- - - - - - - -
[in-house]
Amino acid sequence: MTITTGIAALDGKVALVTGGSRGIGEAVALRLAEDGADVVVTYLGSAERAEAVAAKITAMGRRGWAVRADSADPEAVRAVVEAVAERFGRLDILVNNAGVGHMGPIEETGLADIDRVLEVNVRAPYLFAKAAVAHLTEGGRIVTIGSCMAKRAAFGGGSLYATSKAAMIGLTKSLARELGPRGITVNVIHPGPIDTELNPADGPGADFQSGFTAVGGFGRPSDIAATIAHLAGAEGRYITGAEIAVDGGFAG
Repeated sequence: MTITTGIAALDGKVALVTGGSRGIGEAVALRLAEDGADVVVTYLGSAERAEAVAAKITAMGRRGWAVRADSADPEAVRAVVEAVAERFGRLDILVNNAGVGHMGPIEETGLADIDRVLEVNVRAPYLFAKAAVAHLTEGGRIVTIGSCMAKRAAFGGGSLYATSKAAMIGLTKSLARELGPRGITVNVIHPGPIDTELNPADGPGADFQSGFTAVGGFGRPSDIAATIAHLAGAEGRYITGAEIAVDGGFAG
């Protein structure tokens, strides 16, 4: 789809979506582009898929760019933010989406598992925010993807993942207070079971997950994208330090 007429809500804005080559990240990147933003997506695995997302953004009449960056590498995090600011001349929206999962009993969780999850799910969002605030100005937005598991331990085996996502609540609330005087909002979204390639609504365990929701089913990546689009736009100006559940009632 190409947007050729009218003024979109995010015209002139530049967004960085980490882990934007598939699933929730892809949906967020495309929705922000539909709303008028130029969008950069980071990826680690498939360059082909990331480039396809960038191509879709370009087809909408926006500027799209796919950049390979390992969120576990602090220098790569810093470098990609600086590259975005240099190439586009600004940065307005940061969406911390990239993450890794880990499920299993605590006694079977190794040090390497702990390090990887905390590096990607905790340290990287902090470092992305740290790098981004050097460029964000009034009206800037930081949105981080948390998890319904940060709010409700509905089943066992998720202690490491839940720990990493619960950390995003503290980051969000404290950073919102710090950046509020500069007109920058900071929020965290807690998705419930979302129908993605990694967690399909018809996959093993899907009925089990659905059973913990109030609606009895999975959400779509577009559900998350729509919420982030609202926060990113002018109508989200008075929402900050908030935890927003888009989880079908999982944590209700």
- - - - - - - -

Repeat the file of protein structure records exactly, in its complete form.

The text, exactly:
[in-house]
Amino acid sequence: MTITTGIAALDGKVALVTGGSRGIGEAVALRLAEDGADVVVTYLGSAERAEAVAAKITAMGRRGWAVRADSADPEAVRAVVEAVAERFGRLDILVNNAGVGHMGPIEETGLADIDRVLEVNVRAPYLFAKAAVAHLTEGGRIVTIGSCMAKRAAFGGGSLYATSKAAMIGLTKSLARELGPRGITVNVIHPGPIDTELNPADGPGADFQSGFTAVGGFGRPSDIAATIAHLAGAEGRYITGAEIAVDGGFAG
Repeated sequence: MTITTGIAALDGKVALVTGGSRGIGEAVALRLAEDGADVVVTYLGSAERAEAVAAKITAMGRRGWAVRADSADPEAVRAVVEAVAERFGRLDILVNNAGVGHMGPIEETGLADIDRVLEVNVRAPYLFAKAAVAHLTEGGRIVTIGSCMAKRAAFGGGSLYATSKAAMIGLTKSLARELGPRGITVNVIHPGPIDTELNPADGPGADFQSGFTAVGGFGRPSDIAATIAHLAGAEGRYITGAEIAVDGGFAG
């Protein structure tokens, strides 16, 4: 789809979506582009898929760019933010989406598992925010993807993942207070079971997950994208330090 007429809500804005080559990240990147933003997506695995997302953004009449960056590498995090600011001349929206999962009993969780999850799910969002605030100005937005598991331990085996996502609540609330005087909002979204390639609504365990929701089913990546689009736009100006559940009632 190409947007050729009218003024979109995010015209002139530049967004960085980490882990934007598939699933929730892809949906967020495309929705922000539909709303008028130029969008950069980071990826680690498939360059082909990331480039396809960038191509879709370009087809909408926006500027799209796919950049390979390992969120576990602090220098790569810093470098990609600086590259975005240099190439586009600004940065307005940061969406911390990239993450890794880990499920299993605590006694079977190794040090390497702990390090990887905390590096990607905790340290990287902090470092992305740290790098981004050097460029964000009034009206800037930081949105981080948390998890319904940060709010409700509905089943066992998720202690490491839940720990990493619960950390995003503290980051969000404290950073919102710090950046509020500069007109920058900071929020965290807690998705419930979302129908993605990694967690399909018809996959093993899907009925089990659905059973913990109030609606009895999975959400779509577009559900998350729509919420982030609202926060990113002018109508989200008075929402900050908030935890927003888009989880079908999982944590209700």